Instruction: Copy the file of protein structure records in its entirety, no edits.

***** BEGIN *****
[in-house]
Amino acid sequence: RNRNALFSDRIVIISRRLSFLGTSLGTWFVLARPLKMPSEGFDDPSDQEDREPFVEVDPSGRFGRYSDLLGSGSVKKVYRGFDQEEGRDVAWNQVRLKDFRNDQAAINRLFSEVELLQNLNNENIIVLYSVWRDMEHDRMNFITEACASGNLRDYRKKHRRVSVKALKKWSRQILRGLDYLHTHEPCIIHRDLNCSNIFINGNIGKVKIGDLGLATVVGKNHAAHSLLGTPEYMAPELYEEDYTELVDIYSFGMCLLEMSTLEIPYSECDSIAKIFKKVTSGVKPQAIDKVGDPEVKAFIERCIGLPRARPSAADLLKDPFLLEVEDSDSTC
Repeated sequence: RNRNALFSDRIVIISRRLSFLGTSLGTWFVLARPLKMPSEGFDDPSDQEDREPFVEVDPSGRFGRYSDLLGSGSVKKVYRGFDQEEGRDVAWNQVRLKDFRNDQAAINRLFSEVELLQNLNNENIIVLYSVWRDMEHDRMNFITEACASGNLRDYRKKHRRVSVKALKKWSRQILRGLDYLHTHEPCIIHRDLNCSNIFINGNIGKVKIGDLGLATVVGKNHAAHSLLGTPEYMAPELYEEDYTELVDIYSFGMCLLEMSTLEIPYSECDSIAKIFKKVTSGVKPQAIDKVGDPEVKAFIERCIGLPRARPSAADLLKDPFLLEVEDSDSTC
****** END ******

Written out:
[in-house]
Amino acid sequence: RNRNALFSDRIVIISRRLSFLGTSLGTWFVLARPLKMPSEGFDDPSDQEDREPFVEVDPSGRFGRYSDLLGSGSVKKVYRGFDQEEGRDVAWNQVRLKDFRNDQAAINRLFSEVELLQNLNNENIIVLYSVWRDMEHDRMNFITEACASGNLRDYRKKHRRVSVKALKKWSRQILRGLDYLHTHEPCIIHRDLNCSNIFINGNIGKVKIGDLGLATVVGKNHAAHSLLGTPEYMAPELYEEDYTELVDIYSFGMCLLEMSTLEIPYSECDSIAKIFKKVTSGVKPQAIDKVGDPEVKAFIERCIGLPRARPSAADLLKDPFLLEVEDSDSTC
Repeated sequence: RNRNALFSDRIVIISRRLSFLGTSLGTWFVLARPLKMPSEGFDDPSDQEDREPFVEVDPSGRFGRYSDLLGSGSVKKVYRGFDQEEGRDVAWNQVRLKDFRNDQAAINRLFSEVELLQNLNNENIIVLYSVWRDMEHDRMNFITEACASGNLRDYRKKHRRVSVKALKKWSRQILRGLDYLHTHEPCIIHRDLNCSNIFINGNIGKVKIGDLGLATVVGKNHAAHSLLGTPEYMAPELYEEDYTELVDIYSFGMCLLEMSTLEIPYSECDSIAKIFKKVTSGVKPQAIDKVGDPEVKAFIERCIGLPRARPSAADLLKDPFLLEVEDSDSTC